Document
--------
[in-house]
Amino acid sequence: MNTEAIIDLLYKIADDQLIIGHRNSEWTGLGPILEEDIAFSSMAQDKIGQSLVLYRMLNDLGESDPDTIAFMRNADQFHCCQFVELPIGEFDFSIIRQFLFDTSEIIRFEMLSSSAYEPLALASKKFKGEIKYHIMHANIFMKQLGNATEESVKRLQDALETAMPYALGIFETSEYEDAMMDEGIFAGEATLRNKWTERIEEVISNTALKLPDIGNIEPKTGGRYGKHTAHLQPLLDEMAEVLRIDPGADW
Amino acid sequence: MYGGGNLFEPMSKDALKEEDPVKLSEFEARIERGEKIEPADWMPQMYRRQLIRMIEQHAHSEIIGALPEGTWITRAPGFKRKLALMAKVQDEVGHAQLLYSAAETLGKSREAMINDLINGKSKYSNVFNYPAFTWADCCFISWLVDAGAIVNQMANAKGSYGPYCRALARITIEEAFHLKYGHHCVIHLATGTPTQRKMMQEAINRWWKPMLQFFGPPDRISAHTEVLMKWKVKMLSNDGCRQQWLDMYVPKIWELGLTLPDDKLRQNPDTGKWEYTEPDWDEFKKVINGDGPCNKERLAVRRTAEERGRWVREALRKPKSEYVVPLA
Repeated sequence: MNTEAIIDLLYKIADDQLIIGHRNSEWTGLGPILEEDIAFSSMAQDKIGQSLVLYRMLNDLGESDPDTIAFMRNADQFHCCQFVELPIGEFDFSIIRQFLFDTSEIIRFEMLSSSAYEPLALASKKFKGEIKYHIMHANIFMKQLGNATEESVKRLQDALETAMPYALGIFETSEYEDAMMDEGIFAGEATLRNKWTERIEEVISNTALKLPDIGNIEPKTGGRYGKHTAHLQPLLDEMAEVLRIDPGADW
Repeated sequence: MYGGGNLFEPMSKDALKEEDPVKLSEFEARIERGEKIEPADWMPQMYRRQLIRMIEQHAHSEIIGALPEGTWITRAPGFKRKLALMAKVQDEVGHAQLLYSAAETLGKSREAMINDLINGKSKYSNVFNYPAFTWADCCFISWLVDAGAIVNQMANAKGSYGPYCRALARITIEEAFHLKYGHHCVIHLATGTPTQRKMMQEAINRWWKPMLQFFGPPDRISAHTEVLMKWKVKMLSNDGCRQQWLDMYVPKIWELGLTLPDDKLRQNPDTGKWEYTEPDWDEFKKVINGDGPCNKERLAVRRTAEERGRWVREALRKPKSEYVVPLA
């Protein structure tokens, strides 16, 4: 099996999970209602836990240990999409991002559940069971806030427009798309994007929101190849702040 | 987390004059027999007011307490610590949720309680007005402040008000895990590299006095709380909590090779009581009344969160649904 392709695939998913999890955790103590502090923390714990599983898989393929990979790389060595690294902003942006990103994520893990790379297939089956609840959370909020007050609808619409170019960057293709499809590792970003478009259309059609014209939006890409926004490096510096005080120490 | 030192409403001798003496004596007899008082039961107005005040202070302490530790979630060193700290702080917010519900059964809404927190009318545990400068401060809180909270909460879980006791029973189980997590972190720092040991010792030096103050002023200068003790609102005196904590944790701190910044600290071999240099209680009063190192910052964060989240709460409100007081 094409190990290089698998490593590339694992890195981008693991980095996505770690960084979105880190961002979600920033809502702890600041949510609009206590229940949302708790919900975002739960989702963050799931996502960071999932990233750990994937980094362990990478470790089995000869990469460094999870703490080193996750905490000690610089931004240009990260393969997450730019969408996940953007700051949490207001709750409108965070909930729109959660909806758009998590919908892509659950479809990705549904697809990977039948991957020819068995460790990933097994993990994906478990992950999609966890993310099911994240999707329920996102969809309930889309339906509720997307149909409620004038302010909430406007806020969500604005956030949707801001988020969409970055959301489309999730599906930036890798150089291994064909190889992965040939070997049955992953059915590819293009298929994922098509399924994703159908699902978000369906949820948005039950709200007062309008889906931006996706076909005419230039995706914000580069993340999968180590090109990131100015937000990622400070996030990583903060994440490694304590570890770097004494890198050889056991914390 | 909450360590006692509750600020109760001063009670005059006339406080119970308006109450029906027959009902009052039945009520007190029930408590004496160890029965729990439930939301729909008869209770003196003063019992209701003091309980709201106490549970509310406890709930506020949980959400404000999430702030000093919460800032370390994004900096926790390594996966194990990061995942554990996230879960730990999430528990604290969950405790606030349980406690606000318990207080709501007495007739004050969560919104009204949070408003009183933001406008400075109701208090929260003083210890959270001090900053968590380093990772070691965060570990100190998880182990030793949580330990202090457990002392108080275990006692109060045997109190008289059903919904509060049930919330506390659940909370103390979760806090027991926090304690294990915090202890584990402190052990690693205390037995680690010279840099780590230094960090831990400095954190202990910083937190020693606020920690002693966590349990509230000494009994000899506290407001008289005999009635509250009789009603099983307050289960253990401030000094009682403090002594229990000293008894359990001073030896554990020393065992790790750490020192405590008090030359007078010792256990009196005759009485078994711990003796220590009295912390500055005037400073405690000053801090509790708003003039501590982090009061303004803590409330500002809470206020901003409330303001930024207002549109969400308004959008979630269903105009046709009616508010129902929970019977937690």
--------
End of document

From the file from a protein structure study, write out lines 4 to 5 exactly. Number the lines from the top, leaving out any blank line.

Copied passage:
Repeated sequence: MNTEAIIDLLYKIADDQLIIGHRNSEWTGLGPILEEDIAFSSMAQDKIGQSLVLYRMLNDLGESDPDTIAFMRNADQFHCCQFVELPIGEFDFSIIRQFLFDTSEIIRFEMLSSSAYEPLALASKKFKGEIKYHIMHANIFMKQLGNATEESVKRLQDALETAMPYALGIFETSEYEDAMMDEGIFAGEATLRNKWTERIEEVISNTALKLPDIGNIEPKTGGRYGKHTAHLQPLLDEMAEVLRIDPGADW
Repeated sequence: MYGGGNLFEPMSKDALKEEDPVKLSEFEARIERGEKIEPADWMPQMYRRQLIRMIEQHAHSEIIGALPEGTWITRAPGFKRKLALMAKVQDEVGHAQLLYSAAETLGKSREAMINDLINGKSKYSNVFNYPAFTWADCCFISWLVDAGAIVNQMANAKGSYGPYCRALARITIEEAFHLKYGHHCVIHLATGTPTQRKMMQEAINRWWKPMLQFFGPPDRISAHTEVLMKWKVKMLSNDGCRQQWLDMYVPKIWELGLTLPDDKLRQNPDTGKWEYTEPDWDEFKKVINGDGPCNKERLAVRRTAEERGRWVREALRKPKSEYVVPLA